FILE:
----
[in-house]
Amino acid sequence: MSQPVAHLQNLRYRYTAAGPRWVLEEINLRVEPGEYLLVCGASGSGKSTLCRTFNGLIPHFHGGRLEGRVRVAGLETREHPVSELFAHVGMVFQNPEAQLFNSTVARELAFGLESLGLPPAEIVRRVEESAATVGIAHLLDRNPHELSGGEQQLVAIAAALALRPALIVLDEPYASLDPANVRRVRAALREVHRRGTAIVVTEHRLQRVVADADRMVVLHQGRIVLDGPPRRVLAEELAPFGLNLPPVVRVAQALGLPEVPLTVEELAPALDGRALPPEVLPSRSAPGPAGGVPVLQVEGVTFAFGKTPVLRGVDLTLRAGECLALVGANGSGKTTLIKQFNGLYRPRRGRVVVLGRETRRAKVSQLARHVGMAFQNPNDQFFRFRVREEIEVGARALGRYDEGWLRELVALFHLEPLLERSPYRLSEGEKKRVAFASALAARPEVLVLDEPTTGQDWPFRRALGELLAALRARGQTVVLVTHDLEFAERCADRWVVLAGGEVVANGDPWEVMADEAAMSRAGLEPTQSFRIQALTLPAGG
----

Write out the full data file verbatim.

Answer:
[in-house]
Amino acid sequence: MSQPVAHLQNLRYRYTAAGPRWVLEEINLRVEPGEYLLVCGASGSGKSTLCRTFNGLIPHFHGGRLEGRVRVAGLETREHPVSELFAHVGMVFQNPEAQLFNSTVARELAFGLESLGLPPAEIVRRVEESAATVGIAHLLDRNPHELSGGEQQLVAIAAALALRPALIVLDEPYASLDPANVRRVRAALREVHRRGTAIVVTEHRLQRVVADADRMVVLHQGRIVLDGPPRRVLAEELAPFGLNLPPVVRVAQALGLPEVPLTVEELAPALDGRALPPEVLPSRSAPGPAGGVPVLQVEGVTFAFGKTPVLRGVDLTLRAGECLALVGANGSGKTTLIKQFNGLYRPRRGRVVVLGRETRRAKVSQLARHVGMAFQNPNDQFFRFRVREEIEVGARALGRYDEGWLRELVALFHLEPLLERSPYRLSEGEKKRVAFASALAARPEVLVLDEPTTGQDWPFRRALGELLAALRARGQTVVLVTHDLEFAERCADRWVVLAGGEVVANGDPWEVMADEAAMSRAGLEPTQSFRIQALTLPAGG